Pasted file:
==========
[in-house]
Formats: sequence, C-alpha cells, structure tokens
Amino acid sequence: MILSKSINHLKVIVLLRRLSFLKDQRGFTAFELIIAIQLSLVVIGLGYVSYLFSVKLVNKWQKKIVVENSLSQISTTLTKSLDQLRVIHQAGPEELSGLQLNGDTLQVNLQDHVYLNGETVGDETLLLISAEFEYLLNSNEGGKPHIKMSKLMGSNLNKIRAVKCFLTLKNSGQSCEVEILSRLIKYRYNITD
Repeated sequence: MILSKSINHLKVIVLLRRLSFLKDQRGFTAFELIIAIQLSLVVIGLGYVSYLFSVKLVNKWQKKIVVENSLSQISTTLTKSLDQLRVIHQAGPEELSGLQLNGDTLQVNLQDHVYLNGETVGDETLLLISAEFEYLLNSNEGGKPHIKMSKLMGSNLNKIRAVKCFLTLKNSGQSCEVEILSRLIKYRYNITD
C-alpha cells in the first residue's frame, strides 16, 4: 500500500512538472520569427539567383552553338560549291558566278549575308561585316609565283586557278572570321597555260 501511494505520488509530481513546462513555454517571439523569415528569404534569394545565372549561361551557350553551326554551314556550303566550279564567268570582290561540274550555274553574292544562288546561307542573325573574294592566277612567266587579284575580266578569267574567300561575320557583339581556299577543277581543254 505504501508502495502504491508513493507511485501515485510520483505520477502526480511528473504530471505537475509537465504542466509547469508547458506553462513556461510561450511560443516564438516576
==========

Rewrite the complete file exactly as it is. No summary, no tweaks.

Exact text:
[in-house]
Formats: sequence, C-alpha cells, structure tokens
Amino acid sequence: MILSKSINHLKVIVLLRRLSFLKDQRGFTAFELIIAIQLSLVVIGLGYVSYLFSVKLVNKWQKKIVVENSLSQISTTLTKSLDQLRVIHQAGPEELSGLQLNGDTLQVNLQDHVYLNGETVGDETLLLISAEFEYLLNSNEGGKPHIKMSKLMGSNLNKIRAVKCFLTLKNSGQSCEVEILSRLIKYRYNITD
Repeated sequence: MILSKSINHLKVIVLLRRLSFLKDQRGFTAFELIIAIQLSLVVIGLGYVSYLFSVKLVNKWQKKIVVENSLSQISTTLTKSLDQLRVIHQAGPEELSGLQLNGDTLQVNLQDHVYLNGETVGDETLLLISAEFEYLLNSNEGGKPHIKMSKLMGSNLNKIRAVKCFLTLKNSGQSCEVEILSRLIKYRYNITD
C-alpha cells in the first residue's frame, strides 16, 4: 500500500512538472520569427539567383552553338560549291558566278549575308561585316609565283586557278572570321597555260 501511494505520488509530481513546462513555454517571439523569415528569404534569394545565372549561361551557350553551326554551314556550303566550279564567268570582290561540274550555274553574292544562288546561307542573325573574294592566277612567266587579284575580266578569267574567300561575320557583339581556299577543277581543254 505504501508502495502504491508513493507511485501515485510520483505520477502526480511528473504530471505537475509537465504542466509547469508547458506553462513556461510561450511560443516564438516576